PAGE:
Regional anesthesia in Marfan syndrome: not all dural ectasias are the same.
Abstract Number: F-28
Abstract Type: Case Report/Case Series
Background: The anesthetic management of women with Marfan syndrome and associated dural ectasia (DE) undergoing cesarean section (CS) remains controversial. Spinal anesthesia may result in undesirable hemodynamic changes in patients with significant cardiovascular disease, and may fail as a result of an increased lumbar CSF volume (1). Epidural anesthesia has been used successfully, however while providing a more stable hemodynamics, may be difficult to perform due to scoliosis, and has been associated with failure and risk of accidental dural puncture due to DE (2). We present 2 cases with Marfan syndrome and DE, where neuraxial anesthesia was used successfully.
Case 1: A 31 year old, G1P0 female with Marfan syndrome presented for elective CS at 35 3/7 weeks of gestation. The MRI of the spine revealed significant DE in the lumbosacral area. A two-segment CSE with 9 mg of 0.75% hyperbaric bupivacaine injected intrathecally produced no sensory block. The epidural was then titrated, and 150 mg of 0.5% bupivaine was required to achieve a bilateral T4 sensory level. Patient delivered a healthy male infant. On the 5th postoperative day, she had a surgery for aortic root repair and was discharged home 12 days later.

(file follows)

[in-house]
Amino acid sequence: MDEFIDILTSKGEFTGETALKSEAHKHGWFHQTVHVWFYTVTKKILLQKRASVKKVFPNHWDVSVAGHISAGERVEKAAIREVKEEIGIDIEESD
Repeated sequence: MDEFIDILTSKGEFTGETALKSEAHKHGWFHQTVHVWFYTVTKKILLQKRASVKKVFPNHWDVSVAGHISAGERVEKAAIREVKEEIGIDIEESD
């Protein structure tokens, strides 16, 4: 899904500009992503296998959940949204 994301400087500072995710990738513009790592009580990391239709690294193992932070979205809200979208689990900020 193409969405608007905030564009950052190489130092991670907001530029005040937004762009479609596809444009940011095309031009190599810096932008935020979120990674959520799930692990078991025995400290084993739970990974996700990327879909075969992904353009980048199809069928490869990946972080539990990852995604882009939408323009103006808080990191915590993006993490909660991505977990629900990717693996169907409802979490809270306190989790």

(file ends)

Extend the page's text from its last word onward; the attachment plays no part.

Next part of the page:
Case 2: A 34 year old, G1P0 female, with Marfan syndrome presented for elective CS at 37 weeks of gestation. A two-segment was planned again, and 13.5 mg of 0.75% hyperbaric bupivacane injected intrathecally produced a bilateral T5 sensory level. She delivered a healthy female infant and was discharged home on the 4th postoperative day. An MRI of the spine prior to discharge confirmed diagnosis of moderate DE.
Dural sac dimensions at various lumbar levels are presented for both patients in Figure 1.
Discussion: We reported two cases of parturients with Marfan syndrome and DE, who responded differently to spinal anesthesia, most likely based on the severity of their DE. This finding may explain variability in cerebrospinal fluid volume and as a result, different response to neuraxial anesthesia. Greater than normal volume of lumbosacral CSF is postulated to restrict the spread of intrathecally injected local anesthetics and cause “failed” spinal. Although preoperative MRI may help to identify patients at risk for failed spinal, we suggest that a CSE technique should be used in cases of DE.
References: 1) BJA 2005; 94:500-4; 2) Korean J Anesthesiol 2011 ; 60 :214-6;